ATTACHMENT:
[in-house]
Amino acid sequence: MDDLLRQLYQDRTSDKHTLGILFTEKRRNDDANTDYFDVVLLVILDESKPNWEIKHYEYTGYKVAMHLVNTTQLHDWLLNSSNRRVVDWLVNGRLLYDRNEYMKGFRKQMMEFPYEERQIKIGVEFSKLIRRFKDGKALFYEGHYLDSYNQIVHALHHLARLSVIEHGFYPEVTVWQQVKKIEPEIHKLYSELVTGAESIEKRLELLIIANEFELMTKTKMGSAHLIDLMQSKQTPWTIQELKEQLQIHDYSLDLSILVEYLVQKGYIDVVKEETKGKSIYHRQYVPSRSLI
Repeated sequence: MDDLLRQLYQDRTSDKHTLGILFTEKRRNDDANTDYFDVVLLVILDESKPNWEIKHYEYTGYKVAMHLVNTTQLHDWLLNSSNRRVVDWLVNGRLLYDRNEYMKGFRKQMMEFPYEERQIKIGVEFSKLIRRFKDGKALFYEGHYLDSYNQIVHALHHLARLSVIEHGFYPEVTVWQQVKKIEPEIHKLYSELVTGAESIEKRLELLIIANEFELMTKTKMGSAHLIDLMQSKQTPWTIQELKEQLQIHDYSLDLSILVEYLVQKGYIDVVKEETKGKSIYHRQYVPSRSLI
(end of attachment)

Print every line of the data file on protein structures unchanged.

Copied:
[in-house]
Amino acid sequence: MDDLLRQLYQDRTSDKHTLGILFTEKRRNDDANTDYFDVVLLVILDESKPNWEIKHYEYTGYKVAMHLVNTTQLHDWLLNSSNRRVVDWLVNGRLLYDRNEYMKGFRKQMMEFPYEERQIKIGVEFSKLIRRFKDGKALFYEGHYLDSYNQIVHALHHLARLSVIEHGFYPEVTVWQQVKKIEPEIHKLYSELVTGAESIEKRLELLIIANEFELMTKTKMGSAHLIDLMQSKQTPWTIQELKEQLQIHDYSLDLSILVEYLVQKGYIDVVKEETKGKSIYHRQYVPSRSLI
Repeated sequence: MDDLLRQLYQDRTSDKHTLGILFTEKRRNDDANTDYFDVVLLVILDESKPNWEIKHYEYTGYKVAMHLVNTTQLHDWLLNSSNRRVVDWLVNGRLLYDRNEYMKGFRKQMMEFPYEERQIKIGVEFSKLIRRFKDGKALFYEGHYLDSYNQIVHALHHLARLSVIEHGFYPEVTVWQQVKKIEPEIHKLYSELVTGAESIEKRLELLIIANEFELMTKTKMGSAHLIDLMQSKQTPWTIQELKEQLQIHDYSLDLSILVEYLVQKGYIDVVKEETKGKSIYHRQYVPSRSLI